A new study finds that sleep disordered breathing (SDB), which includes obstructive sleep apnea (OSA), may increase the risk of mental decline in older women. The study involved 448 women with a mean age of 82.8 who underwent cognitive testing, polysomnography, and genetic analysis. The results show that women with SDB are more likely to show cognitive impairments. In addition, the results indicate that the association is even stronger in women with a gene called APOE e4, which is considered a risk factor for Alzheimer’s disease as well as SDB, according to the authors. Based on these findings, the authors note that cognitive impairment may be caused by chronically low blood oxygen levels in OSA patients, but point out that additional research is needed to establish the nature of the association. They recommend more aggressive SBD intervention in older women by clinicians in order to prevent cognitive decline.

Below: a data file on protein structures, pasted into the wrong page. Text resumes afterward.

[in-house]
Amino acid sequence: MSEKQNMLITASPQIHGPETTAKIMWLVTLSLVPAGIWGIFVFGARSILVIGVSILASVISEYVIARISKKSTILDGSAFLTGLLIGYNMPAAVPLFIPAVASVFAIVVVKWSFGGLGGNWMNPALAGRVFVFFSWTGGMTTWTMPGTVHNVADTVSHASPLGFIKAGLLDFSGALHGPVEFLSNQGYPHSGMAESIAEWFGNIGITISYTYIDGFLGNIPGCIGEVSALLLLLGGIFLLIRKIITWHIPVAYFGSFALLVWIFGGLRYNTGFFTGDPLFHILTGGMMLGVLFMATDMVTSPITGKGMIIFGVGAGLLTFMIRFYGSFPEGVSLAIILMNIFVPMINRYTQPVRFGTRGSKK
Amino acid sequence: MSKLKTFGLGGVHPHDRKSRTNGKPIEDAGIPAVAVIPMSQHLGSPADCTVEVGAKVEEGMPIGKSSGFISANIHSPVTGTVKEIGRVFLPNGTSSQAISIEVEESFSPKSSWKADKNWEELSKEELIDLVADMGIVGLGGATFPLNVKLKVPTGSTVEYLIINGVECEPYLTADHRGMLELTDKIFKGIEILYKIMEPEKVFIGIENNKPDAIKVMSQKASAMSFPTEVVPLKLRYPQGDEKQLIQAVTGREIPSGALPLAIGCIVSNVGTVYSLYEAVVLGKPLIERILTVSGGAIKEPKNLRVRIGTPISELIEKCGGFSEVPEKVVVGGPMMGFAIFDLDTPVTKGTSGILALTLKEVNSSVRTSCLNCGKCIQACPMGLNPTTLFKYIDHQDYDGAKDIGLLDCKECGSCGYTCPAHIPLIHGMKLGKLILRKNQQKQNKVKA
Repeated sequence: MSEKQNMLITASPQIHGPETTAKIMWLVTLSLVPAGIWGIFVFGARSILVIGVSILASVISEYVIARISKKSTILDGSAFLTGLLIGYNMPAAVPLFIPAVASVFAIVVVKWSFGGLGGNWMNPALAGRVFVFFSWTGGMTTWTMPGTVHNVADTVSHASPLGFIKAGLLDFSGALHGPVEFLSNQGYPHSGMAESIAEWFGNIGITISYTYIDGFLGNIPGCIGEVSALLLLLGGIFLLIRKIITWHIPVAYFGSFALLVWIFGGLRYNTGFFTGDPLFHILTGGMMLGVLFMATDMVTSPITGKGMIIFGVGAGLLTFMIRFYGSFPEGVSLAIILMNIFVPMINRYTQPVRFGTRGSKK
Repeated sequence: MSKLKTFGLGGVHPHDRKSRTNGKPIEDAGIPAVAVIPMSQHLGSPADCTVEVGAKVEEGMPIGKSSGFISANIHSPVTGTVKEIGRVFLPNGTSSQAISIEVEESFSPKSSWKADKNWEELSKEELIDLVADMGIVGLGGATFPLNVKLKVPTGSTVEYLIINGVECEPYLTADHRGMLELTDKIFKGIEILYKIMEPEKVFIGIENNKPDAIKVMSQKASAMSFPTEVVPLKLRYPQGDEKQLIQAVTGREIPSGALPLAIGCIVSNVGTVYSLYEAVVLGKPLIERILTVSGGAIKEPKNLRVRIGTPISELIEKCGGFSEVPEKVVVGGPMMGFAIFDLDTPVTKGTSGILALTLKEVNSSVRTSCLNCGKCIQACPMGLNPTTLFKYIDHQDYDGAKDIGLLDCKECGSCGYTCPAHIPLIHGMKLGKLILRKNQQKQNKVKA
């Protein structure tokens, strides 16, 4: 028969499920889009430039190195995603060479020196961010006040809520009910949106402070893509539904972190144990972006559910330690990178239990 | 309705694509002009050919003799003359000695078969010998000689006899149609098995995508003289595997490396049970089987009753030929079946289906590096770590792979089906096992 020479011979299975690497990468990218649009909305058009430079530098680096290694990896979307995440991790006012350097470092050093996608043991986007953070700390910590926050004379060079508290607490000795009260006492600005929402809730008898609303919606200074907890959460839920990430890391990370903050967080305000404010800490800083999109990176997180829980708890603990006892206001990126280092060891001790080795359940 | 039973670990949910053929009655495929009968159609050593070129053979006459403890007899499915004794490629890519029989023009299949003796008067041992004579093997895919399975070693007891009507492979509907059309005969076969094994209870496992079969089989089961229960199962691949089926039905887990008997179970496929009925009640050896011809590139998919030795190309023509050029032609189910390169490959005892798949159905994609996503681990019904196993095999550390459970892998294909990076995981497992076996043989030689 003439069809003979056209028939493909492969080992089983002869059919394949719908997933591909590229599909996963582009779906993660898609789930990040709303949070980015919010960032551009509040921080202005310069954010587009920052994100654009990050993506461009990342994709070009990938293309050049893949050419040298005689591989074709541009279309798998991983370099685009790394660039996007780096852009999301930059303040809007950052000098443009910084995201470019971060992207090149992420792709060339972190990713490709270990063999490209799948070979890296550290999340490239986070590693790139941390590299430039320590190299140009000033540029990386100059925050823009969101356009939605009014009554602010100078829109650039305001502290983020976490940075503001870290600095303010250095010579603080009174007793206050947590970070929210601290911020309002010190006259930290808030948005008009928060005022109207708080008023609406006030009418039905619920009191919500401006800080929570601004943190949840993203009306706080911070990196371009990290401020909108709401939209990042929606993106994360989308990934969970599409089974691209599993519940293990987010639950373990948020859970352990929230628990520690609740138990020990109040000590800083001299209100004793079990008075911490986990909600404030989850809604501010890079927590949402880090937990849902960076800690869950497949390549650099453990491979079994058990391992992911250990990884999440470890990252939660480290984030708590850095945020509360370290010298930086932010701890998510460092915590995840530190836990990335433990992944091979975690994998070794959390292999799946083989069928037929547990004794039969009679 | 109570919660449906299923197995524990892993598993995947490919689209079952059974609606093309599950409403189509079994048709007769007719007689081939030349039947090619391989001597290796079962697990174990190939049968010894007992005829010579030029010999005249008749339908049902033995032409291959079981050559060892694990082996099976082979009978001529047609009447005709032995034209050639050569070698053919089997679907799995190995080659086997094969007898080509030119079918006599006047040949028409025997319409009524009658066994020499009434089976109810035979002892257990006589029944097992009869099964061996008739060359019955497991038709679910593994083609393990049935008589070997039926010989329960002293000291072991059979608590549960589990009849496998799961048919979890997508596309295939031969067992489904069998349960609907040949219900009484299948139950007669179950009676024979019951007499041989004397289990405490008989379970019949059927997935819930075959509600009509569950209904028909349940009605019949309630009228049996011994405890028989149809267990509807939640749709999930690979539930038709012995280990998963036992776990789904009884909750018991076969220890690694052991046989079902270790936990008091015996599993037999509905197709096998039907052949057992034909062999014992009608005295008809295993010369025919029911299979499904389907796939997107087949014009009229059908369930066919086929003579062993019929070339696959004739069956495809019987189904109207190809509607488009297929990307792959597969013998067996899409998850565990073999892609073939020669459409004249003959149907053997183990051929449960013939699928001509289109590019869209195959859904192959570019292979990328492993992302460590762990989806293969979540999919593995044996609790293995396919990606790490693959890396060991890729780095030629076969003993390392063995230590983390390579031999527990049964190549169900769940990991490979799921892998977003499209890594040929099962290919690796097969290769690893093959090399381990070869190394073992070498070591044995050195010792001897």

“The significance of this finding is that SDB is treatable,” senior author Kristine Yaffe, MD, said in a prepared statement. “If we treat it effectively, we might be able to prevent cognitive impairment in some older adults. This is especially important for those with the APOE.

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